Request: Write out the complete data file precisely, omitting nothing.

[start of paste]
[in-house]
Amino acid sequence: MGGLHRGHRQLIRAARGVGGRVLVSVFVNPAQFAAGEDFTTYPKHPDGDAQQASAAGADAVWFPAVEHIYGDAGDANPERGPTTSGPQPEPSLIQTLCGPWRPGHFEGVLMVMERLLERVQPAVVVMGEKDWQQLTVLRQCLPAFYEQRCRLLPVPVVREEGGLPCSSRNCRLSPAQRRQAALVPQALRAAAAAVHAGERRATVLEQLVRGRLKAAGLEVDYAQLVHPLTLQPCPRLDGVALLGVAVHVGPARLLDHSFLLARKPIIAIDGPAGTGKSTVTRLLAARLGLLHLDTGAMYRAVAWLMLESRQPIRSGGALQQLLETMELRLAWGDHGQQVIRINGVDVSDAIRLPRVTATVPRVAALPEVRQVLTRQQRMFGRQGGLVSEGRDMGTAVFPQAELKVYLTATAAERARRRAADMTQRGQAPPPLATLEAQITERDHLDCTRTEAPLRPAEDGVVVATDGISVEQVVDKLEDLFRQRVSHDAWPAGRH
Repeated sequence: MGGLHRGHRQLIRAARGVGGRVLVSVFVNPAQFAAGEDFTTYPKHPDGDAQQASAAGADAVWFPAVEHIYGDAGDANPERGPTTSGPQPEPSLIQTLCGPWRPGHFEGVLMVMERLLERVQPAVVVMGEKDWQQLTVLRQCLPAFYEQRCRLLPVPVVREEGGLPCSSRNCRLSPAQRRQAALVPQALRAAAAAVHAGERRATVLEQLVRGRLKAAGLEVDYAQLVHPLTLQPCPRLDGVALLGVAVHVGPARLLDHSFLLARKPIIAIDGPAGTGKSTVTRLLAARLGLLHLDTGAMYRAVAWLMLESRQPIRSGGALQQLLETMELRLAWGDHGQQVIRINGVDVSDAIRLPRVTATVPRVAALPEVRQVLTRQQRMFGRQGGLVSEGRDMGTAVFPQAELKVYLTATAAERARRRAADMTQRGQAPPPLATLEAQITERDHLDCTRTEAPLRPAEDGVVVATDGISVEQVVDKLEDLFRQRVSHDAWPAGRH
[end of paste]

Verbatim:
[in-house]
Amino acid sequence: MGGLHRGHRQLIRAARGVGGRVLVSVFVNPAQFAAGEDFTTYPKHPDGDAQQASAAGADAVWFPAVEHIYGDAGDANPERGPTTSGPQPEPSLIQTLCGPWRPGHFEGVLMVMERLLERVQPAVVVMGEKDWQQLTVLRQCLPAFYEQRCRLLPVPVVREEGGLPCSSRNCRLSPAQRRQAALVPQALRAAAAAVHAGERRATVLEQLVRGRLKAAGLEVDYAQLVHPLTLQPCPRLDGVALLGVAVHVGPARLLDHSFLLARKPIIAIDGPAGTGKSTVTRLLAARLGLLHLDTGAMYRAVAWLMLESRQPIRSGGALQQLLETMELRLAWGDHGQQVIRINGVDVSDAIRLPRVTATVPRVAALPEVRQVLTRQQRMFGRQGGLVSEGRDMGTAVFPQAELKVYLTATAAERARRRAADMTQRGQAPPPLATLEAQITERDHLDCTRTEAPLRPAEDGVVVATDGISVEQVVDKLEDLFRQRVSHDAWPAGRH
Repeated sequence: MGGLHRGHRQLIRAARGVGGRVLVSVFVNPAQFAAGEDFTTYPKHPDGDAQQASAAGADAVWFPAVEHIYGDAGDANPERGPTTSGPQPEPSLIQTLCGPWRPGHFEGVLMVMERLLERVQPAVVVMGEKDWQQLTVLRQCLPAFYEQRCRLLPVPVVREEGGLPCSSRNCRLSPAQRRQAALVPQALRAAAAAVHAGERRATVLEQLVRGRLKAAGLEVDYAQLVHPLTLQPCPRLDGVALLGVAVHVGPARLLDHSFLLARKPIIAIDGPAGTGKSTVTRLLAARLGLLHLDTGAMYRAVAWLMLESRQPIRSGGALQQLLETMELRLAWGDHGQQVIRINGVDVSDAIRLPRVTATVPRVAALPEVRQVLTRQQRMFGRQGGLVSEGRDMGTAVFPQAELKVYLTATAAERARRRAADMTQRGQAPPPLATLEAQITERDHLDCTRTEAPLRPAEDGVVVATDGISVEQVVDKLEDLFRQRVSHDAWPAGRH